Registered: 1182202224 Posts: 100
Reply with quote #1
For the October/November/December 2017
Visual Business Intelligence Newsletter article, titled Heatmaps: to Bin or Not to Bin?, Stephen explores if and when we should use binned color scales on heatmaps—as opposed to continuous color scales—now that the technological limitations that led to the invention of binned scales are no longer relevant.
Do you agree with Stephen's conclusions in the article? We invite you to post your comments here.
Registered: 1325855753 Posts: 9
Reply with quote #2
Interesting article about an area I've never thought deeply about! It's convincing that you can see the difference on maps, though. And so, why misrepresent potentially important information using bins?
However, even though you can see the difference, I wonder if it helps for some kinds of interpretation. So, for example, I might have a scatterplot with a third variable shown using color. If I use a continuous color scale, I think it's harder to see (and show to others!) the pattern in the data, than if the color is binned. Same with heatmap tables. Of course, by drawing attention to this attribute to make interpretation easier, I might be forcing a bias...
Registered: 1135986598 Posts: 838
Reply with quote #3
Please provide us with an example of an heatmap matrix or a scatterplot that would benefit from binned colors. Unlike you, I cannot imagine a case when binned colors would offer an advantage. Regarding scatterplots in particular, typically heatmap colors cannot be effectively used in scatterplots because the data points are too small. To discern and discriminate colors, the objects must be of a sufficient size, larger than they typically are in scatterplots. __________________ Stephen Few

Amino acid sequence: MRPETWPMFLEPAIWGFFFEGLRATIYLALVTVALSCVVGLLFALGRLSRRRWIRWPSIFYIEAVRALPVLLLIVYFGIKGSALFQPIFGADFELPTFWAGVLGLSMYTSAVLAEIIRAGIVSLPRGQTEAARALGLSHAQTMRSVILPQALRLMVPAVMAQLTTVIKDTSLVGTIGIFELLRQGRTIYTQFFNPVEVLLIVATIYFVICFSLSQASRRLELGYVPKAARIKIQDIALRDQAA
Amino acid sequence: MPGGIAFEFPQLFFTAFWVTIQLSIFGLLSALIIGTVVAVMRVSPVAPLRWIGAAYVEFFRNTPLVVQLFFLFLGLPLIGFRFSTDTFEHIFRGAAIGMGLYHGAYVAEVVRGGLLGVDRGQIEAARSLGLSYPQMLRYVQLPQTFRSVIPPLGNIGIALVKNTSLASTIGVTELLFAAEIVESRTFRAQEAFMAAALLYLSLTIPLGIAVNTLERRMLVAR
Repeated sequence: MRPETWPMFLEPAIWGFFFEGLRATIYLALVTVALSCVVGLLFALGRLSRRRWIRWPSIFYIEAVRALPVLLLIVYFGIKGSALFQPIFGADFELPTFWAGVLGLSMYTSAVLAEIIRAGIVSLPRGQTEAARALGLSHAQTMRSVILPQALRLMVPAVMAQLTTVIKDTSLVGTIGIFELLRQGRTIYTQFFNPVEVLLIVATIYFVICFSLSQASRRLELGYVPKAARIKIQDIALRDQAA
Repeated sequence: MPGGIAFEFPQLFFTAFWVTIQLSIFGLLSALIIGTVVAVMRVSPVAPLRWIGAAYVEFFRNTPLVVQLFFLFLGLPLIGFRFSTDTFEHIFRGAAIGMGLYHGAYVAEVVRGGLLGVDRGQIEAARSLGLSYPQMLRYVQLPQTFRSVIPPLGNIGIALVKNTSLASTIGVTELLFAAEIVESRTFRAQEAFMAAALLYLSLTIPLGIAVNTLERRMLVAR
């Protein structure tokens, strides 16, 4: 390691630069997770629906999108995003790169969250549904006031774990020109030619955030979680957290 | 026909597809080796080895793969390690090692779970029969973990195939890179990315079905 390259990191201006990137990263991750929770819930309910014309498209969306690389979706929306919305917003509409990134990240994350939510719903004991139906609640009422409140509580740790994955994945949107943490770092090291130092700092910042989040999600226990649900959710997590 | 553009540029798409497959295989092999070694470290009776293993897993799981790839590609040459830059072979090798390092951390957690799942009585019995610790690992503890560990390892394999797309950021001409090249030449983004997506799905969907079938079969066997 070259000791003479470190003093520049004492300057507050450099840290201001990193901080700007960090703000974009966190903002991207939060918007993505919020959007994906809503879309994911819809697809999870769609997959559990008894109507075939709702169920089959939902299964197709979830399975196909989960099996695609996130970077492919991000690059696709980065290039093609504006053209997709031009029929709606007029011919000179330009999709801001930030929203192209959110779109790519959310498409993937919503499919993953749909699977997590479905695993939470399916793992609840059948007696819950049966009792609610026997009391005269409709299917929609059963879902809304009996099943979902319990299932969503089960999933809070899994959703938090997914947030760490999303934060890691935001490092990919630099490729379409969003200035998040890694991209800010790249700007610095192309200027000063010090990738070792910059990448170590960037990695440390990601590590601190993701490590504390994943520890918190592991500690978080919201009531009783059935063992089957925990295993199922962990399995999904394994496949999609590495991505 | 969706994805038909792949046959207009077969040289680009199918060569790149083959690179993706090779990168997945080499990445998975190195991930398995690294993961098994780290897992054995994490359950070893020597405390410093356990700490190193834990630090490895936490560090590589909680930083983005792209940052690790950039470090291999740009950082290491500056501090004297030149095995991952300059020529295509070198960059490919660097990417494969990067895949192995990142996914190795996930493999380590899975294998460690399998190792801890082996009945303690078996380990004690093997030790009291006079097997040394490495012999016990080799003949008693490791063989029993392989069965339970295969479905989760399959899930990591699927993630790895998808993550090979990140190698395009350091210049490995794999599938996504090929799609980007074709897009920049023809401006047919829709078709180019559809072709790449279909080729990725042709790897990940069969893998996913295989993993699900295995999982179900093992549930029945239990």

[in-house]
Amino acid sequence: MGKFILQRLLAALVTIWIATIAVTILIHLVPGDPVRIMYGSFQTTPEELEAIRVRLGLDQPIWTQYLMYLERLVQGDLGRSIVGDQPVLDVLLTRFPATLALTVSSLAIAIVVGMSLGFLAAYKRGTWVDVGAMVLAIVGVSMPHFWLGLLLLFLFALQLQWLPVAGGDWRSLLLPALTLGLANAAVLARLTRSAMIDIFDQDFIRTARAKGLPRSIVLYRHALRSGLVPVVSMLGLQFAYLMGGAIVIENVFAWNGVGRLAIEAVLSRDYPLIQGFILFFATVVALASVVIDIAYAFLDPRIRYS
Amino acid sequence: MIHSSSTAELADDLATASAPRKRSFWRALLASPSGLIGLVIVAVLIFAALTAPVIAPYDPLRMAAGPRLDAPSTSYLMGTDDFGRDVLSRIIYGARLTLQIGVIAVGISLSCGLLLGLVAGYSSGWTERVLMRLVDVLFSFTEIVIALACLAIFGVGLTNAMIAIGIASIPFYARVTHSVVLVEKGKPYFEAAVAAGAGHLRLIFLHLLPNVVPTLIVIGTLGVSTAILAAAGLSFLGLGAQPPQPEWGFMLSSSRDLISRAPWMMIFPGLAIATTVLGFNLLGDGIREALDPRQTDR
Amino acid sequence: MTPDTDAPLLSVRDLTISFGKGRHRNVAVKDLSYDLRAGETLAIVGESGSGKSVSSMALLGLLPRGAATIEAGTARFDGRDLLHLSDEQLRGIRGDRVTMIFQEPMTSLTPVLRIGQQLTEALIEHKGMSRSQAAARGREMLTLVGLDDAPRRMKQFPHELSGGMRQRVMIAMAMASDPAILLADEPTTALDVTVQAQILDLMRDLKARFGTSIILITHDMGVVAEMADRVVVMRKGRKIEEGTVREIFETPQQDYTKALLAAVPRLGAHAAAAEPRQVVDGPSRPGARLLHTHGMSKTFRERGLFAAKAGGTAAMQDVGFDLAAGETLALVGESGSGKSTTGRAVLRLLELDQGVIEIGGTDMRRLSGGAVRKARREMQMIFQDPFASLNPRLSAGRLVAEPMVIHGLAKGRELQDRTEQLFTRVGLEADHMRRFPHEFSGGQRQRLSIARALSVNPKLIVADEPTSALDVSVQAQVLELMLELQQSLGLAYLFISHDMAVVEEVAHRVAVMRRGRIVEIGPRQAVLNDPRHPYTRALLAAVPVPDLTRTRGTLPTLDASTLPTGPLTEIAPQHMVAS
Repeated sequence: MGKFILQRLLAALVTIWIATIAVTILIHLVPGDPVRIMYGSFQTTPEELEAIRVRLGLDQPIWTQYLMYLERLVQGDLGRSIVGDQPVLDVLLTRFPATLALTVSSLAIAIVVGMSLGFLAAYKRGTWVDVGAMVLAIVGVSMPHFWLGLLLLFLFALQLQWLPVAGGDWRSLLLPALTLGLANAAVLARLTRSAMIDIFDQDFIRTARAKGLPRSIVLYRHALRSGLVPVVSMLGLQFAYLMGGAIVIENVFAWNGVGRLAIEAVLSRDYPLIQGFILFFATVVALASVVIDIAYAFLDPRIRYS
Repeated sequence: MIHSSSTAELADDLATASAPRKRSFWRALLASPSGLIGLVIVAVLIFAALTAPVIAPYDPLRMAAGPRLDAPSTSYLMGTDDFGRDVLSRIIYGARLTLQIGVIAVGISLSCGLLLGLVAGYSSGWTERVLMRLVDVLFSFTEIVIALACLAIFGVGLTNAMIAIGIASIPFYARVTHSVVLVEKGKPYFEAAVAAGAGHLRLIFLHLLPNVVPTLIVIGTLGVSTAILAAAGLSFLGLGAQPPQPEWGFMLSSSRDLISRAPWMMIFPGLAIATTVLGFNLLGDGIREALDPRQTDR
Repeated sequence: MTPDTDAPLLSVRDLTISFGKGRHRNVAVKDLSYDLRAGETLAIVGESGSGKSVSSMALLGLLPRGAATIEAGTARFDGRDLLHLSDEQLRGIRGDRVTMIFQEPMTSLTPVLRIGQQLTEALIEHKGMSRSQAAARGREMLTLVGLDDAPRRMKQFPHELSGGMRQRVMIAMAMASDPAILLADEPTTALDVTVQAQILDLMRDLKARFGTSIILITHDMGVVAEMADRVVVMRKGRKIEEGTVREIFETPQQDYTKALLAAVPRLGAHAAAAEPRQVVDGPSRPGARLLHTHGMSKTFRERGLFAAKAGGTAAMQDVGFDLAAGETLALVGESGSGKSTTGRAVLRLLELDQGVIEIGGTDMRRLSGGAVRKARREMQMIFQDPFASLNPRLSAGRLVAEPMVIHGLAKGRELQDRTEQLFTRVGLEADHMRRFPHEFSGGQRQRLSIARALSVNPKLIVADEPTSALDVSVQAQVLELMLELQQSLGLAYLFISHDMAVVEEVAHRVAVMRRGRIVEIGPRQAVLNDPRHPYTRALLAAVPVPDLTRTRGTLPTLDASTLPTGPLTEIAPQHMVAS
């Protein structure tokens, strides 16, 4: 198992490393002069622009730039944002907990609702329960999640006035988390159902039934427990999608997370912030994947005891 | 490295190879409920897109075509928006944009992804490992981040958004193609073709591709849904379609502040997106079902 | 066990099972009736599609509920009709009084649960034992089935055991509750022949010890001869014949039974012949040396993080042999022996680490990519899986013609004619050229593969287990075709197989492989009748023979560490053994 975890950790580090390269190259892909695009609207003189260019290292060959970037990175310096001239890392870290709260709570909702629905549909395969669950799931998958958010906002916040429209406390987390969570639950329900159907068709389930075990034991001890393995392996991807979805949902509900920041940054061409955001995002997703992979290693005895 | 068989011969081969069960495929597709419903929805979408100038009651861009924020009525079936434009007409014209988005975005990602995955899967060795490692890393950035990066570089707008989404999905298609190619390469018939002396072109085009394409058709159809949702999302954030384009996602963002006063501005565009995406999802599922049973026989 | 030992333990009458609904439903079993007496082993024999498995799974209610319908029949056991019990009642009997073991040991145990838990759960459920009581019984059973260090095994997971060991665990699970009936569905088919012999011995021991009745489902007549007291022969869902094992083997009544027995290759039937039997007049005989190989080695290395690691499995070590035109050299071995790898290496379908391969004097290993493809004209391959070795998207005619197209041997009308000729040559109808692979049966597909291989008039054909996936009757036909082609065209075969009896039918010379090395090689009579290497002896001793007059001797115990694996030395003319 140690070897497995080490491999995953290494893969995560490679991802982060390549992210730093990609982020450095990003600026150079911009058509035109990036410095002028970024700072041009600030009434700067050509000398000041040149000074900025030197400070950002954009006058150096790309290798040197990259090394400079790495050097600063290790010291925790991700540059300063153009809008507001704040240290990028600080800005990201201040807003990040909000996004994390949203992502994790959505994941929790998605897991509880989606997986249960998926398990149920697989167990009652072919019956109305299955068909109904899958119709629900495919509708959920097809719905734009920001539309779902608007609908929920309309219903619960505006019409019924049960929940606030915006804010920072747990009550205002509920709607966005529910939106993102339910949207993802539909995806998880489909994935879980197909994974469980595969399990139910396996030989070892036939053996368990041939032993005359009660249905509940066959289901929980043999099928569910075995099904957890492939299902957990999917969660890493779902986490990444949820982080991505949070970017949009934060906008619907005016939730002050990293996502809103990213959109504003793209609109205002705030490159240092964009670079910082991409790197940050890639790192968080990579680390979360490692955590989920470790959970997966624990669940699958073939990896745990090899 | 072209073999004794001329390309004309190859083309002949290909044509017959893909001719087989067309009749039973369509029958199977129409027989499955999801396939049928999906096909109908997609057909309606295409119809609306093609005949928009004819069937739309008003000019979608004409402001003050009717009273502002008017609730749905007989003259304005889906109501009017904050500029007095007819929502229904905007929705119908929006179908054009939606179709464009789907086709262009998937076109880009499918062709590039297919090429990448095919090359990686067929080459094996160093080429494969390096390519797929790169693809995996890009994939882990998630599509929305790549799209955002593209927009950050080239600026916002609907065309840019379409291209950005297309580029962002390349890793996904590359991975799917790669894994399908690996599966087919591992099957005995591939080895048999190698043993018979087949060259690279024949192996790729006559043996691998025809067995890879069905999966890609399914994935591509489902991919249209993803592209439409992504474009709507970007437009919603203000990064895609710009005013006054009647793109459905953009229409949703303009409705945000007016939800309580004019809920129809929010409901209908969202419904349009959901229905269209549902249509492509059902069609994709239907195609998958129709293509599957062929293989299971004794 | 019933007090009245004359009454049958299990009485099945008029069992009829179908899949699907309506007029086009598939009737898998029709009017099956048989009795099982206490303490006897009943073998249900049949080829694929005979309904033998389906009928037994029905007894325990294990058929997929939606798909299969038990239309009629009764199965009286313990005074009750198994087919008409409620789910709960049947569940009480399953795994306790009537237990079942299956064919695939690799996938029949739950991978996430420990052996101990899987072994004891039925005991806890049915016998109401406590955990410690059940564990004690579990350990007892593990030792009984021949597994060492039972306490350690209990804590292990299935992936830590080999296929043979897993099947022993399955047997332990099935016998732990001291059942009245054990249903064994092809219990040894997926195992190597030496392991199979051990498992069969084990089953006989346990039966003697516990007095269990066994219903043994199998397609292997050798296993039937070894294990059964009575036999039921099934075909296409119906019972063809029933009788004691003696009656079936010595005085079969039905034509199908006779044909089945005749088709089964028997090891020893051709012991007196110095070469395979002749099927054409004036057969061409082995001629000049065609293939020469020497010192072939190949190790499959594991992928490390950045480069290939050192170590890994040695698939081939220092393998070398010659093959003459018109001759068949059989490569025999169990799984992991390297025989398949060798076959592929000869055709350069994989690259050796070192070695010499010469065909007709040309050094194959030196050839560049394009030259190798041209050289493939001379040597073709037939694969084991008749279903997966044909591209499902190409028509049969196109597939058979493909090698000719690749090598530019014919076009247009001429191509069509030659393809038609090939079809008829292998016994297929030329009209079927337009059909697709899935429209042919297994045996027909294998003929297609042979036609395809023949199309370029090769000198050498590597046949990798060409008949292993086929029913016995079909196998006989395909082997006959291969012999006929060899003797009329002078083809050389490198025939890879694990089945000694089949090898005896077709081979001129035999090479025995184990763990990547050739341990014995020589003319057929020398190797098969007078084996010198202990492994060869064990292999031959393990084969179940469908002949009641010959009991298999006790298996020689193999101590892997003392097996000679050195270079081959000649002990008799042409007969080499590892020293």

Registered: 1136226912 Posts: 247
Reply with quote #4
I assume the bins in your example are using simple equal-interval bins(?)
What if you use quantile binning instead? For example, if you have 5 quantile bins, then each bin would contain approximately 1/5 (ie, 20%) of the countries. Quantile binning provides somewhat 'meaningful' bin ranges, without the software or user having to know anything about the data. I guess my main complaint about continuous legends is that it's difficult to look at a color of a country in the map, and know where it falls in the continuous legend range (whereas this is easier with a binned legend). I guess the best choice depends on what's the purpose of the map! :)
Registered: 1135986598 Posts: 838
Reply with quote #5
Quantile binning is actually a good example of a binning approach that is meaningful. I used the example of student grades as a potentially meaningful binning approach in the article, but quantile binning is probably a more useful example. The bins are meaningful in that they are not merely a set of equal ranges into which the full range has been divided, but instead vary in range in some meaningful way. Quantile bins serve a different purpose than bins that merely divide a continuous quantitative range into equally sized subranges. Regarding your complaint, as I mentioned in the article, when we want to decode specific values, heatmaps are not a good solution whether we use bins or not. We typically use heatmaps to make rapid comparisons and to discern patterns, not to look up specific values. A table of numbers will always trump a graph when looking up specific values is our primary task. __________________ Stephen Few